Yes, we live in one. What was regarded as mathematics 2000 years ago is not what we regard as mathematics today. Gauss published the first acceptable proof of the Fundamental Theorem of Algebra; but Gauss's proof would not be acceptable from an undergrad today. Standards of rigor, as well as our understanding of the topology of the real line, have changed considerably since then.
Mathematics is a historically-contingent activity of humans. Not only could mathematics be different on a different planet or in another universe; which are of course unprovable one way or the other; but mathematics could and actually has been different at different eras on this planet.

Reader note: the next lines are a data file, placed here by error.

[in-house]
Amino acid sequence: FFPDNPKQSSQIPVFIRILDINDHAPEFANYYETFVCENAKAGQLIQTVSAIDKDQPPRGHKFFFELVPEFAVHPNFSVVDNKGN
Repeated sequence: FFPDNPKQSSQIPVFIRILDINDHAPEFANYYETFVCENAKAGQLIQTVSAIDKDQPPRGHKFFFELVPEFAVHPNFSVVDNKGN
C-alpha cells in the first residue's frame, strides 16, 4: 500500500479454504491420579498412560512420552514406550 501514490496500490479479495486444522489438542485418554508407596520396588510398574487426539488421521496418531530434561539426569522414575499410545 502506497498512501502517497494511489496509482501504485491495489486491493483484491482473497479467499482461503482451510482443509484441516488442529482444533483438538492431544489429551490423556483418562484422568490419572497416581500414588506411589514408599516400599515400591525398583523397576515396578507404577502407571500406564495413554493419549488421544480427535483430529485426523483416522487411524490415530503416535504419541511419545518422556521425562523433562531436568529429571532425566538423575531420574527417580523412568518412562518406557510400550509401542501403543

Just consider the rise of computers, experimental mathematics, machine proof systems, and computatibility theory. It's likely that math in 100 years will be very different than math is now. Zermelo-Fraenkel set theory is less than 100 years old. What if on some other planet they never discovered it, but rather skipped to some other framework?
Now, you may be referring not to the mathematics as a historically and culturally contingent human activity; but rather as some sort of Platonic thing that is "out there" that we can discover. To which I'd ask: Where is your evidence that such a thing exists? And if it does, then which human mathematics is the one, true mathematics? The math of 1000 years ago? The math of today? Or the math of 1000 years from now?
I do realize that you're asking if it's possible that in some other universe, 2 + 2 is 3. I have no idea. I don't think the question is meaningful. I think I'm wearing my formalist hat today.